From testimony by Tipper Gore before the Senate Committee on Aging on Monday:
In the next 15 years, the 76 million baby boomers born between 1946 and 1964 will start joining the ranks of America's elderly. Like many of our friends, Al and I are amazed to call ourselves grandparents. It seems like just yesterday that we moved into a new home and began raising a family. . . . Al and I have raised three wonderful daughters and a son, who is still at home. [We] also care for our mothers. . . . We are part of the sandwich generation -- baby boomers who care for children . . . and aging parents . . . .
It is a great blessing that Americans are living longer, healthier lives. And because so many more of us are growing old, many of us will need help with basic everyday tasks.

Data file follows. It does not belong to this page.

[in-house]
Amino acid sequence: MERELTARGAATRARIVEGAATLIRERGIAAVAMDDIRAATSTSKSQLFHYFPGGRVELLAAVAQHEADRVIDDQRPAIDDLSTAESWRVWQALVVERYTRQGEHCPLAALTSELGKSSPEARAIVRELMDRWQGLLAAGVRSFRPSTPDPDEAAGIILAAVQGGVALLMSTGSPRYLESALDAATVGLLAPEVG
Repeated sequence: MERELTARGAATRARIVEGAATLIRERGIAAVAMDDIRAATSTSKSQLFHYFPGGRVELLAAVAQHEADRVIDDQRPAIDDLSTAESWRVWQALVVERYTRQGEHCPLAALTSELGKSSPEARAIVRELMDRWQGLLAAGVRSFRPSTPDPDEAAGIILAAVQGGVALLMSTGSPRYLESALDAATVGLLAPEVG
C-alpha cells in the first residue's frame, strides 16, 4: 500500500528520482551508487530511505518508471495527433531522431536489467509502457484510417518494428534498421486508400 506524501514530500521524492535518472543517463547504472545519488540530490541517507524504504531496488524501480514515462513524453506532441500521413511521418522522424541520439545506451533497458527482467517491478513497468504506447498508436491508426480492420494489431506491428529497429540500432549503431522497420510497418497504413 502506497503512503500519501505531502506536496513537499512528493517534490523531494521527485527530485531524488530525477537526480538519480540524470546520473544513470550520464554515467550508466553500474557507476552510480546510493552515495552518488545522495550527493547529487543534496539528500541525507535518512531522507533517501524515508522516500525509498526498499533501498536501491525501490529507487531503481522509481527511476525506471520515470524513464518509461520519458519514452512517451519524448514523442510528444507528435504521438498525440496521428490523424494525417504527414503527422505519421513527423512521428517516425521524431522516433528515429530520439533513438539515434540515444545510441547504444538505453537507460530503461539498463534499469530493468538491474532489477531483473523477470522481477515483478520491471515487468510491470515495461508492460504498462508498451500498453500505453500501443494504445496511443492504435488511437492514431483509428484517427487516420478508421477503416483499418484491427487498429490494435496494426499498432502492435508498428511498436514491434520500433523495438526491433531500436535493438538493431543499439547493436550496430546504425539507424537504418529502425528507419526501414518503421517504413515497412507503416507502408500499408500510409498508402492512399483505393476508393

This problem is exacerbated by the fact that Americans have always had a penchant for exploring new places. More than ever . . . families are separated by geography. . . . What do you do if your mother lives in Phoenix, you live in Washington and she's fallen and broken her hip? . . . How can we help parents care for their parents over the long term? How do we honor our parents and maintain the dignity of Americans with long-term care needs?
. . . We must work together to find ways not only to care for those with long-term care needs, but also to support the caregivers -- the people who undertake the . . . physically and emotionally difficult job of caring for a loved one who is aging or ill. . . . Caring for a family member is one of the most valuable and important jobs someone can do, and as a nation we need to support those who do it.